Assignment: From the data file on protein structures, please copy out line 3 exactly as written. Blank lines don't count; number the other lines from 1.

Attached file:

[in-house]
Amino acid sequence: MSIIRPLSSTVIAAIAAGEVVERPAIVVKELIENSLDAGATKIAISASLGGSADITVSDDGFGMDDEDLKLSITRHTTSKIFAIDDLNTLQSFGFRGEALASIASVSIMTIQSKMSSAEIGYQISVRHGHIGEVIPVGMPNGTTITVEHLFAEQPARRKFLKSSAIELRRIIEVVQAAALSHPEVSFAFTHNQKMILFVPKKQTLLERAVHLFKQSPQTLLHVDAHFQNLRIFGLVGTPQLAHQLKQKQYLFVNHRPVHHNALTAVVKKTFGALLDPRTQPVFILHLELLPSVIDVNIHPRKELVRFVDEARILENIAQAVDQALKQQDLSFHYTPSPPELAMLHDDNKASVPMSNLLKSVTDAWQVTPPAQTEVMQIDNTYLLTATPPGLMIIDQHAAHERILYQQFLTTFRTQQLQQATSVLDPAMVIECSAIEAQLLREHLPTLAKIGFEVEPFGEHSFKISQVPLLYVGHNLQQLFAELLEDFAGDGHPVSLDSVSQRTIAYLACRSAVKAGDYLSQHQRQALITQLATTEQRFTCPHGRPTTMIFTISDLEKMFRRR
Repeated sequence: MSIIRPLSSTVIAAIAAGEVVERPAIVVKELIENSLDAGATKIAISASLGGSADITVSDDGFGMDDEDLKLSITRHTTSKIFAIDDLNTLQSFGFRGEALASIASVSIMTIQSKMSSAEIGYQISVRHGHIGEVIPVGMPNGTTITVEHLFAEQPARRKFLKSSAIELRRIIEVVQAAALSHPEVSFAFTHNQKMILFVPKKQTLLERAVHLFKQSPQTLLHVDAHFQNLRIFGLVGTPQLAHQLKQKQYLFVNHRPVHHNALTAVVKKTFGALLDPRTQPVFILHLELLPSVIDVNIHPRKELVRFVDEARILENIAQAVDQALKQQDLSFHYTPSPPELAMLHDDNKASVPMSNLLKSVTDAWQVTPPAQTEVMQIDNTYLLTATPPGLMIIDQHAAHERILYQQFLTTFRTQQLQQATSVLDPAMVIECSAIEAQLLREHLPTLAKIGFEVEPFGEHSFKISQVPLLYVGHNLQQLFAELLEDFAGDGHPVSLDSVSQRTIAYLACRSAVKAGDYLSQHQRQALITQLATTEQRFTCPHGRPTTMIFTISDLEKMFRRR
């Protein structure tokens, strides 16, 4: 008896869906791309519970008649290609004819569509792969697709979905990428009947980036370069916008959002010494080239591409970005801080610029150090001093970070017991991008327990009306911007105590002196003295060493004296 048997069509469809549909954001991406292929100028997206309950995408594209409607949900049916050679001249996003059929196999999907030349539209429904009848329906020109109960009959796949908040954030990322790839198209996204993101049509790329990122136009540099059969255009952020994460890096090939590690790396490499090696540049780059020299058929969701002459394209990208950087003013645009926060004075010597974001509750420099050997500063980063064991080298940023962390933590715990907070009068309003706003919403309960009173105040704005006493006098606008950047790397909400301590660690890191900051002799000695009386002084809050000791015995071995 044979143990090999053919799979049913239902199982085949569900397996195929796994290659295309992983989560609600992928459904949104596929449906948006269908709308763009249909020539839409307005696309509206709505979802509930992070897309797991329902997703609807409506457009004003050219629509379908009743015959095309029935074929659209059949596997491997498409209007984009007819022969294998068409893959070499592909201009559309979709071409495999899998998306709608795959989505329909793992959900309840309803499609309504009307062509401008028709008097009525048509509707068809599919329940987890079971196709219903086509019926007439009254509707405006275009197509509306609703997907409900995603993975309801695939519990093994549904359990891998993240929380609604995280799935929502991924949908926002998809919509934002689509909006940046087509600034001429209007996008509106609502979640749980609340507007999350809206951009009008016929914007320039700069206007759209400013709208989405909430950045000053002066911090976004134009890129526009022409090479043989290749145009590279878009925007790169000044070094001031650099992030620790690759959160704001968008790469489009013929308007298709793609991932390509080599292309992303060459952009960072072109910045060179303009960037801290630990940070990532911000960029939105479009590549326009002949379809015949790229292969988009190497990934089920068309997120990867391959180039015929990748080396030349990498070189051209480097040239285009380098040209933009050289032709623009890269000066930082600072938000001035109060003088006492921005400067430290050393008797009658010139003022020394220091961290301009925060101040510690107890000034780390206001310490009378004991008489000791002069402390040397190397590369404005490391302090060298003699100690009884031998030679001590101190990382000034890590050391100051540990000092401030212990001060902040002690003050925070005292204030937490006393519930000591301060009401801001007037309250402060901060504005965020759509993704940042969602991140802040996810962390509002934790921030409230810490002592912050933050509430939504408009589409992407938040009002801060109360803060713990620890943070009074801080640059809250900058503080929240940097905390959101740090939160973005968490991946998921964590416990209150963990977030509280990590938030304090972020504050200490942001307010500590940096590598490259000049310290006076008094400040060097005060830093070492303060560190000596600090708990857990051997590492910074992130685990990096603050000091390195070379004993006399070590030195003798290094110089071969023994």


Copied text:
Repeated sequence: MSIIRPLSSTVIAAIAAGEVVERPAIVVKELIENSLDAGATKIAISASLGGSADITVSDDGFGMDDEDLKLSITRHTTSKIFAIDDLNTLQSFGFRGEALASIASVSIMTIQSKMSSAEIGYQISVRHGHIGEVIPVGMPNGTTITVEHLFAEQPARRKFLKSSAIELRRIIEVVQAAALSHPEVSFAFTHNQKMILFVPKKQTLLERAVHLFKQSPQTLLHVDAHFQNLRIFGLVGTPQLAHQLKQKQYLFVNHRPVHHNALTAVVKKTFGALLDPRTQPVFILHLELLPSVIDVNIHPRKELVRFVDEARILENIAQAVDQALKQQDLSFHYTPSPPELAMLHDDNKASVPMSNLLKSVTDAWQVTPPAQTEVMQIDNTYLLTATPPGLMIIDQHAAHERILYQQFLTTFRTQQLQQATSVLDPAMVIECSAIEAQLLREHLPTLAKIGFEVEPFGEHSFKISQVPLLYVGHNLQQLFAELLEDFAGDGHPVSLDSVSQRTIAYLACRSAVKAGDYLSQHQRQALITQLATTEQRFTCPHGRPTTMIFTISDLEKMFRRR